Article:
The scene Monday inside the East Room at the White House as President Obama honors the Chicago Cubs // Getty Images

Olympics

The disconnect between Mr. Obama’s actions, and his beautiful words

The 44th president of the United States ends his term this week, succeeded by the 45th, and in a ceremony Monday at the White House honoring Major League Baseball’s 2016 World Series champions, the Chicago Cubs, Barack Obama proved his usual eloquent self in describing sport’s distinct role in American — indeed, global — society.

What’s now up to history to judge when it comes to sport is the demonstrable disconnect between Mr. Obama’s eloquence and his actions. Arguably no president in American history, none all the way back to George Washington, has been as disruptive as Mr. Obama.

Nick Symmonds after taking silver in the men's 800 at the 2013 IAAF world championships in Moscow //

Olympics, Track and field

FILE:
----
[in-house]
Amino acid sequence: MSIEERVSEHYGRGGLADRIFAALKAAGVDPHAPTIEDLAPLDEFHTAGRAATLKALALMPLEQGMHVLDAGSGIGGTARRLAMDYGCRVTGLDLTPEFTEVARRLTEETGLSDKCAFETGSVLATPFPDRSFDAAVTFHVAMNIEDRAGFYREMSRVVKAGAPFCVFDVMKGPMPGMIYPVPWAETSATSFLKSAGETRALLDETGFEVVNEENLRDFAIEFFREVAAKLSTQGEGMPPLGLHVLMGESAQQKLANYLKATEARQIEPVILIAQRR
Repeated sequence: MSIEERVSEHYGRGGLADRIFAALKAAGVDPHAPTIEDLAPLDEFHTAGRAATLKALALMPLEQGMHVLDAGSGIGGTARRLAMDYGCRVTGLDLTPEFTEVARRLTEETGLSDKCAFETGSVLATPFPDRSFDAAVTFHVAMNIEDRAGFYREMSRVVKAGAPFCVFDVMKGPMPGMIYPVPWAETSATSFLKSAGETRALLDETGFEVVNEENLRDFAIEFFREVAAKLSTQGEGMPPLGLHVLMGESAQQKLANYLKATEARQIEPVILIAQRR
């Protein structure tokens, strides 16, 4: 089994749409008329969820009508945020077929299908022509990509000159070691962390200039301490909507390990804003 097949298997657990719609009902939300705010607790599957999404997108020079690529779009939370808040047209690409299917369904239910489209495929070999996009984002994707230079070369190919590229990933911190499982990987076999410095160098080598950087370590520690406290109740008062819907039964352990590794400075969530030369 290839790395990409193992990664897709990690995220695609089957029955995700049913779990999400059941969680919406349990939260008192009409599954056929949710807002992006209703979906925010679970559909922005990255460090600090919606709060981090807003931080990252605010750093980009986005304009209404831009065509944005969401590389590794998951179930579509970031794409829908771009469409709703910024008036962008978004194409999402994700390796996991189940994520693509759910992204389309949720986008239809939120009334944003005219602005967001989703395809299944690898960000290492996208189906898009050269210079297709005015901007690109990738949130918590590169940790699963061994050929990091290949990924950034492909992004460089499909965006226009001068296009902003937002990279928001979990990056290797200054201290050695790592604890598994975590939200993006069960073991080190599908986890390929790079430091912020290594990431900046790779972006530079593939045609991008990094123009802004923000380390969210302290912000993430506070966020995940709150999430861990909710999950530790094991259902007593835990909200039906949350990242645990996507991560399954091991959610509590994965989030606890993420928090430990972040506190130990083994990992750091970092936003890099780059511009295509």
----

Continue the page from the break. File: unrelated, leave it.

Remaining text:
Like life itself, no one owes you anything

Welcome to 2017. My friend of many years, Gianni Merlo, the Italian president of the international sportswriters association, keeps telling me to write shorter. In that spirit, here are 12 three-sentence nuggets (OK, some of them are long sentences):

 

IAAF president Seb Coe amid this week's federation meetings // Getty Images for IAAF

Track and field

IAAF, and an open vote for reform

MONACO — Transparency. What a concept.

The reform plan put forward by International Assn. of Athletics Federation president Seb Coe, so overdue, is full of common sense. It’s just the thing to start moving track and field, in particular its long-convoluted governance structure, ahead in the 21st century. “Transparency sits at the heart of everything we’ve been talking about,” Coe would say late Saturday.